This increase in share use also means that equity incentive plan reserves will drain at a faster rate, and may run out sooner than expected.
Companies often ask for more shares when there is roughly enough left in the plan to cover one more year of normal cycle equity awards, in order to have a buffer if there are unexpected events or the proposal for a new or amended plan fails. In reality, very few of these proposals fail. Over each of the past five years, about 1% or fewer of new or amended equity incentive plan proposals have
failed across Russell 3000 companies (there were no failures among energy companies during this period). But given the uncertainty in the energy industry, growing impatience for more consolidation and dramatic decline in market value over the past year, shareholders may be less supportive of more dilution.
In preparation for fourth quarter compensation committee meetings, companies should consider modeling the duration of the existing share reserve to project how many grant cycles remain in the plan and stress test the modeling at various stock prices. If there are only enough shares to get through one or perhaps two more grant cycles at current or lower stock prices, management should alert its Board of the upcoming need for more shares and develop a timeline of activities between now and the annual meeting in which the new or amended equity plan will be proposed. If modeling indicates there are sufficient shares to get through the next two to three years, even if prices drop further, then companies should continue to monitor share use but likely there is no urgent
need to seek more shares in 2020.
Some companies may find themselves in a position with too few shares to fully cover the next award cycle that occurs before the annual meeting or have concerns about burn rate levels that are unsustainable. In these cases, companies may consider measures to reduce share use, which could include:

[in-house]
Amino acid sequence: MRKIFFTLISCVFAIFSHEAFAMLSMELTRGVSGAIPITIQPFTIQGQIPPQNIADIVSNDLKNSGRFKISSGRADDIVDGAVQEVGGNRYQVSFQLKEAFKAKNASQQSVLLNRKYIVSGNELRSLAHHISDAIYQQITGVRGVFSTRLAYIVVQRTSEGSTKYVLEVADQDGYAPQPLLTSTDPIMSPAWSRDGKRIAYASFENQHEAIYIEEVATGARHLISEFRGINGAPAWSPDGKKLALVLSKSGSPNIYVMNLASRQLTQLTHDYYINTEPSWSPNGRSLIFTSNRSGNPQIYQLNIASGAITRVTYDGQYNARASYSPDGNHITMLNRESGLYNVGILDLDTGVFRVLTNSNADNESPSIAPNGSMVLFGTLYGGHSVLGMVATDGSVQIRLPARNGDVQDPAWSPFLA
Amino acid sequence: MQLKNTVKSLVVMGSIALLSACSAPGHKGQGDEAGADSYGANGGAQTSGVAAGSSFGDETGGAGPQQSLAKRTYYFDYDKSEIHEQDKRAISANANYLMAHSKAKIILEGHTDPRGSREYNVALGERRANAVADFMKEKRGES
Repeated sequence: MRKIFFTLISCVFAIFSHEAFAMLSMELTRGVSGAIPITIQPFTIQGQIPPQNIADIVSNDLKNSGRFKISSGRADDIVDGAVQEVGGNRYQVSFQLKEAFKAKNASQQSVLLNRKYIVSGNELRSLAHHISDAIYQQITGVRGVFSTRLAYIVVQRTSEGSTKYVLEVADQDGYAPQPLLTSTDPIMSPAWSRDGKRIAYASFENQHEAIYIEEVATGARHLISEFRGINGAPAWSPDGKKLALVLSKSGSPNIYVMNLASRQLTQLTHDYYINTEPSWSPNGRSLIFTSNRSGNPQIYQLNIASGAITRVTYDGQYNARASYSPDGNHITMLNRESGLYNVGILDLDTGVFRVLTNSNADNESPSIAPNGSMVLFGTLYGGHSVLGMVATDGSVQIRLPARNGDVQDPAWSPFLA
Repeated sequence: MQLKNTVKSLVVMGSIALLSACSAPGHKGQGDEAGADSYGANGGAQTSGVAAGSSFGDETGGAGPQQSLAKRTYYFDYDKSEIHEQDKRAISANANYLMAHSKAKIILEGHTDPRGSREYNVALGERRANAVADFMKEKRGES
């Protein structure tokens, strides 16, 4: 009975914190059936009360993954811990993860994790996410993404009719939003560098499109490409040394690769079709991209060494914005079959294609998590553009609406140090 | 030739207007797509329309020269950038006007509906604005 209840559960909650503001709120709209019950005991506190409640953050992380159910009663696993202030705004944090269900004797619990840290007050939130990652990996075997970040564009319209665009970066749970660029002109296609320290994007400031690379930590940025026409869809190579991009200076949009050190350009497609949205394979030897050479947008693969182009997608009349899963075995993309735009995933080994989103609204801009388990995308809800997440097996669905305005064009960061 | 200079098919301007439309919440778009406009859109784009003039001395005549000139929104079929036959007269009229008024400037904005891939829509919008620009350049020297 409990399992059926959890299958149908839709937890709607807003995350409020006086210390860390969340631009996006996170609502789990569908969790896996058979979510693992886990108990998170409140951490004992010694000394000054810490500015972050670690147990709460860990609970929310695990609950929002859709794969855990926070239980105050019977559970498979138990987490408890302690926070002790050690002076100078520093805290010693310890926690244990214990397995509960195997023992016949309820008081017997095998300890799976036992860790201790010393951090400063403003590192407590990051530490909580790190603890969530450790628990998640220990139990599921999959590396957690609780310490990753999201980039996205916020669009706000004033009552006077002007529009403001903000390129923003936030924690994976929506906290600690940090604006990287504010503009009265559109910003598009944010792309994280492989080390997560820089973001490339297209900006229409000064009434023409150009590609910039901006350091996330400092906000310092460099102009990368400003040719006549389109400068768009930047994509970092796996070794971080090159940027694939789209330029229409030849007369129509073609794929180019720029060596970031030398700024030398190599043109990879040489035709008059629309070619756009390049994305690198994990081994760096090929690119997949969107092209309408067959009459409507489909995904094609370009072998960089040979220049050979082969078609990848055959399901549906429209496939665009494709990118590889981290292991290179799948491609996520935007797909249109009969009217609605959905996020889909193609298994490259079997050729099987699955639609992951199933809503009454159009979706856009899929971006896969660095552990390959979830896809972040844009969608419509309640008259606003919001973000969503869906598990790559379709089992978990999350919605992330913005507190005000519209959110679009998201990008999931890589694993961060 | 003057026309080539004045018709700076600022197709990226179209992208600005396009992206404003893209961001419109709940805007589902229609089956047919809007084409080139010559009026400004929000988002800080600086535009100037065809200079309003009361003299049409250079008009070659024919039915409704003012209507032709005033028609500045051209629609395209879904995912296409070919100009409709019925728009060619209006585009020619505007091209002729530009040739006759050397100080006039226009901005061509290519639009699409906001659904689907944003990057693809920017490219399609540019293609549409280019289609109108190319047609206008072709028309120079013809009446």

■ Incorporating cash, either as cash-denominated awards or cash-settled units;
■ Examining the mix of LTI vehicles, particularly if a company grants stock options which consume more shares than full value shares;
■ Reviewing the participation depth, as extensive participation may exceed competitive norms and/or certain employees may not value receiving shares in a down industry; or,
■ Reducing award levels to remain within the available share reserve or desired burn rate, which may be done by granting the same number of shares as the prior year, committing to a specific burn rate, using an artificial floor stock price to calculate awards, or simply reducing grant values from the prior year.
When determining the methods of share preservation to employ, companies should consider the pros and cons of each, particularly related to the internal and external communications (i.e., to participants and shareholders), accounting treatment and impact on the financials. Often it takes time for management teams and compensation committees to gain comfort with any of these approaches,
so it helps to start talking about them now if it looks like there may be a need to consider share preservation tactics come grant date.
Incorporating a share pool duration projection into the annual process as a regular fourth quarter compensation committee agenda item will help companies proactively understand equity usage issues and consider potential mitigation strategies.
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